Saturday, July 23, 2011

African Burial Ground: Broadway and Duane St

"Unearthed" by Frank Bender
The African Burial Ground was discovered in lower Manhattan in 1991, when during excavation work for a new federal office building at 290 Broadway, workers discovered the skeletal remains of the first of 419 men, women and children (41% were children, indicative of the hardships endured by child slaves). During the 17th and 18th centuries, free and enslaved Africans were buried in a 6.6 acre burial ground outside the then-current boundaries of the Dutch settlement of New Amsterdam (which later became New York under British rule). Over the centuries, the unmarked cemetery was covered over by development and landfill (although I am skeptical that no other developers found skeletal remains previously--seems more likely to be numerous cover ups to me). The General Services Administration (GSA) works with the National Parks Service (NPS) to support and administer the African Burial Ground. 

The skeletons and the artifacts (like buttons, beads and jewelry found with the remains) were excavated and sent down to Howard University in D.C. for study.  Afterwards, following a 6 day memorial/celebration from D.C. to NYC, they were returned in crypts buried in seven burial mounds at the African Burial Ground just to the east of the monument (see right).   The monument is striking with its towering black marble and circular walled walkway etched with numerous symbols from the African diaspora (where Africans were dispersed around the world as slaves) like the Sankofa symbol (heart-shaped and shown on the main part of the monument) which loosely means: go back to the past to improve the future.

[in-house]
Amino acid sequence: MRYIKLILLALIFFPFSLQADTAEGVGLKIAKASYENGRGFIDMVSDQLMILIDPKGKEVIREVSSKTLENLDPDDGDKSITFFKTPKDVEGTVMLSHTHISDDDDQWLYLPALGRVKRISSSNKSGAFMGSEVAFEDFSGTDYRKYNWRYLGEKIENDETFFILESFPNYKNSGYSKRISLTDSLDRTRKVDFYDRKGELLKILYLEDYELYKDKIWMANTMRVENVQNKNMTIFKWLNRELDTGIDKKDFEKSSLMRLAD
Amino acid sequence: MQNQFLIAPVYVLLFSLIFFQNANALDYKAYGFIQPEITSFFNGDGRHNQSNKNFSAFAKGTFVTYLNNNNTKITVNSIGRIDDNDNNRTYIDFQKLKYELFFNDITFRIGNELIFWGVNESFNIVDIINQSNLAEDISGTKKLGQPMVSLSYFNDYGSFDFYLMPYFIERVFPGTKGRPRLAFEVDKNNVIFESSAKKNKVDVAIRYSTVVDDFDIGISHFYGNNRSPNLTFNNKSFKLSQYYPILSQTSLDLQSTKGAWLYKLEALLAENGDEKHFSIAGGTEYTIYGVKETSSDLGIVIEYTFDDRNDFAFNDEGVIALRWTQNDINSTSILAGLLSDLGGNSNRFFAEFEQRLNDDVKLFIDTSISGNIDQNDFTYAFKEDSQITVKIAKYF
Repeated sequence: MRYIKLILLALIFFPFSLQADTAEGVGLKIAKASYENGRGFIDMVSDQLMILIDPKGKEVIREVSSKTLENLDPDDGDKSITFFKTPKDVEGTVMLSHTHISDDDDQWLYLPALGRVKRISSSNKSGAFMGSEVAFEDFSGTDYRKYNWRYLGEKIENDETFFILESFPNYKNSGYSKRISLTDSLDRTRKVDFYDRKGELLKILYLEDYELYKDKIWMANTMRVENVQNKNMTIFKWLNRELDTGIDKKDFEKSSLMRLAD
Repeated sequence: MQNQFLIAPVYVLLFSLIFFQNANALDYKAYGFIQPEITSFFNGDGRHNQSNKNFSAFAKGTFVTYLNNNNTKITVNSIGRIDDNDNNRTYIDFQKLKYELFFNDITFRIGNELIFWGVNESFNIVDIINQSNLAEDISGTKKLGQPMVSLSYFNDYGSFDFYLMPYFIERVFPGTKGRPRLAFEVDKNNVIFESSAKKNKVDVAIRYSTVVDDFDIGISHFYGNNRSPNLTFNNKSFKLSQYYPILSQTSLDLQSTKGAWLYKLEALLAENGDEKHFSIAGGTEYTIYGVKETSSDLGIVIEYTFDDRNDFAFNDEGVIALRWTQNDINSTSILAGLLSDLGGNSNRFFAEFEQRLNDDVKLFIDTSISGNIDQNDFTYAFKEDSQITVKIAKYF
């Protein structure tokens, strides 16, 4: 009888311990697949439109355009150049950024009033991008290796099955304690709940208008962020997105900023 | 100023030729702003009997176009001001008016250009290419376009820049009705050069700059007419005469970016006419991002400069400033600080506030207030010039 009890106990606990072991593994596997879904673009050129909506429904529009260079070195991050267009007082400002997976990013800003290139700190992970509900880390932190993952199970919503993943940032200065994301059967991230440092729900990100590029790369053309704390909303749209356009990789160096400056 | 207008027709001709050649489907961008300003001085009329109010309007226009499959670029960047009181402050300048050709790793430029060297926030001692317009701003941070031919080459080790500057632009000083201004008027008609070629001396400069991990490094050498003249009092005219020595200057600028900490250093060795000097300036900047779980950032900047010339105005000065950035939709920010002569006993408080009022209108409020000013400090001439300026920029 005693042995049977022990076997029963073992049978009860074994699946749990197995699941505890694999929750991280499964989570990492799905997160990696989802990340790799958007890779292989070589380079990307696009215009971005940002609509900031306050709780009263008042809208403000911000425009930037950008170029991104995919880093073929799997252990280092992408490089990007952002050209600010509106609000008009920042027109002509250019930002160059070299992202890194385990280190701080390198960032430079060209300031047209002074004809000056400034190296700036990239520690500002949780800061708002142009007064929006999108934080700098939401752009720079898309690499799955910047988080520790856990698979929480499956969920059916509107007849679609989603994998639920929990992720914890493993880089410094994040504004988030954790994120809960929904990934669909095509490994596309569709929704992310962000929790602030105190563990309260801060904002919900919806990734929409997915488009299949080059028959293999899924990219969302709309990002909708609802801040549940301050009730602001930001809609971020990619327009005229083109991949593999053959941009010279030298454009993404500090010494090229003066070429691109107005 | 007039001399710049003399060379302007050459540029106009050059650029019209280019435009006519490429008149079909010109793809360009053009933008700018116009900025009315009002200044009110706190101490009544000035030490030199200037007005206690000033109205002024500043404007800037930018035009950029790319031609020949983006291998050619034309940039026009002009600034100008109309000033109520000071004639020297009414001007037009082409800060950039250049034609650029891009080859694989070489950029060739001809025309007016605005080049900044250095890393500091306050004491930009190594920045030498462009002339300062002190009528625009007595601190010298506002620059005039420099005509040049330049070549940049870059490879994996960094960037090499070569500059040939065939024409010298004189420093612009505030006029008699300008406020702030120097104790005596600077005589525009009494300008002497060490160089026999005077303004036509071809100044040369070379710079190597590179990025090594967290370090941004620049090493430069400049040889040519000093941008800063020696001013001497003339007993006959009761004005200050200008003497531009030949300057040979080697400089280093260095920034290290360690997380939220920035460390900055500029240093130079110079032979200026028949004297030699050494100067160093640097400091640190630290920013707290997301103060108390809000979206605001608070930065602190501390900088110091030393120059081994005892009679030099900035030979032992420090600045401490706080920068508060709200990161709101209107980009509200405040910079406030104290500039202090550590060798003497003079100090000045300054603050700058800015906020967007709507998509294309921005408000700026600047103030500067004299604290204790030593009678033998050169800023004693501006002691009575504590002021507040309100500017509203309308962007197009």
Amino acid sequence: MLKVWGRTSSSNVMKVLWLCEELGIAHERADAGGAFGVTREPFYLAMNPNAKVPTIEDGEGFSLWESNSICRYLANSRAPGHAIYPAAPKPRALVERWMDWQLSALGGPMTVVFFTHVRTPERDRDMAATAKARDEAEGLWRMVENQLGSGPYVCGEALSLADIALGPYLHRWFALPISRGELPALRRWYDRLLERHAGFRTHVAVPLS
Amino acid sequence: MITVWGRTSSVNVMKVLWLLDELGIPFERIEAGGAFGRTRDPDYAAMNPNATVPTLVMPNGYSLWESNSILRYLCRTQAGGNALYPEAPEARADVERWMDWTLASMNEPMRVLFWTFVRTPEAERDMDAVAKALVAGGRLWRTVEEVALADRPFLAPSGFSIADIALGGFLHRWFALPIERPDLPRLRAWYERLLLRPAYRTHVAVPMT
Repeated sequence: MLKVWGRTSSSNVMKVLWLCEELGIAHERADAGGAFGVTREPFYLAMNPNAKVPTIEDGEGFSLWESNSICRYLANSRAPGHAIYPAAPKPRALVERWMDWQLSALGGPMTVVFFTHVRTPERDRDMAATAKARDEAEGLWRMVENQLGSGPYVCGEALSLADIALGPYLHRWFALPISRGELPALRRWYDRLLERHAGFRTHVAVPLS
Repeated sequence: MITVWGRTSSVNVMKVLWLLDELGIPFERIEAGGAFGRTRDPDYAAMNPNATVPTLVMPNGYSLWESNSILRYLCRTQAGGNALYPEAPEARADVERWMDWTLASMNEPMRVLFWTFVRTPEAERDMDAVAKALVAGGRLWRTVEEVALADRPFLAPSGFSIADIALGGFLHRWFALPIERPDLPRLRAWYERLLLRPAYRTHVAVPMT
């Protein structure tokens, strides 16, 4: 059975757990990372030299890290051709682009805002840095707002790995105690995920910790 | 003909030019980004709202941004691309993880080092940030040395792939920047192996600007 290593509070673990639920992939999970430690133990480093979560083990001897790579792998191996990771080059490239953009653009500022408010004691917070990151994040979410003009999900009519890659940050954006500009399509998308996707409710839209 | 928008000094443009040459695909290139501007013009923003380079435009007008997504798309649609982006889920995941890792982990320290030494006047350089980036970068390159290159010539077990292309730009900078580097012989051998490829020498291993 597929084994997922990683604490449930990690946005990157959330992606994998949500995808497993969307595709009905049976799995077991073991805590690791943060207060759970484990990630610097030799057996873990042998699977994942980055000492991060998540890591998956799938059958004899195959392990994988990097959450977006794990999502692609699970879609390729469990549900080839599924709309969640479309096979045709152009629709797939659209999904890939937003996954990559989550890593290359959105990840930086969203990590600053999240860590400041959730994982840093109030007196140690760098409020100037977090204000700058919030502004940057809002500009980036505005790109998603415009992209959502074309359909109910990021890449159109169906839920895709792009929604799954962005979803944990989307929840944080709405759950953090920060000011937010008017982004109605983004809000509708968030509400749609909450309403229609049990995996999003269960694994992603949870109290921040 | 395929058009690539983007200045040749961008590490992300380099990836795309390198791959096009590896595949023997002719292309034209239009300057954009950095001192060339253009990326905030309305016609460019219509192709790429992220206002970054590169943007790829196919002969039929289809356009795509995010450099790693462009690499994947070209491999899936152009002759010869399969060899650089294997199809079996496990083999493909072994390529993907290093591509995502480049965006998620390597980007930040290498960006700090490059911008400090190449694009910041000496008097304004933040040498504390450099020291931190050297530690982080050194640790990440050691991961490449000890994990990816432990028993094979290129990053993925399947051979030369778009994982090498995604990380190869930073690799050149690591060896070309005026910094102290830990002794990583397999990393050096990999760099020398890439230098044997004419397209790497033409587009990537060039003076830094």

I first visited the new visitors center (opened in 2010) and saw the artifacts, displays that illustrated the re-internment celebrations, and the depictions of the hard life of freed and enslaved Africans in NYC.  Did you know that the children of freed Africans were born into slavery?  Or did you know that NY state had more slaves than any other state other than South Carolina?  I had generally thought of the North as populated by abolitionists, but I suppose that was in the latter part of the 1800s, and it seems to me that history books seem to completely omit this earlier American history. The visitor's center regularly shows a 20 minute film that tells of the discovery of the African Burial Ground and the incredible hardships that were endured by millions of Africans and African Americans (see photo at top of a burial reenactment of a funeral of a child and adult slaves that is in the visitor's center and also in the film).  

I next went next door to the GSA federal building, going through security telling them I wanted to look at the art in the lobby.  There I saw moving commissioned art (see above left for an example) and displays that further described the history of the African Burial Ground along with models of the crypts and examples of the African boxes used for the re-internment (see right). I thought it was a pity that these displays were basically left in the corner with no one really appreciating them (why weren't they added to the visitor's center?).

I rounded out my visit with one final look at the monument and 7 mounds marking where the crypts were buried, and I thought to myself that this area marks the existence and lives of the first of millions of African Americans in this country.  Although not similar to Ellis Island in that those ancestors immigrated into this country freely, the African Burial Ground is rightly preserved and cared for by the same NPS and its rangers.

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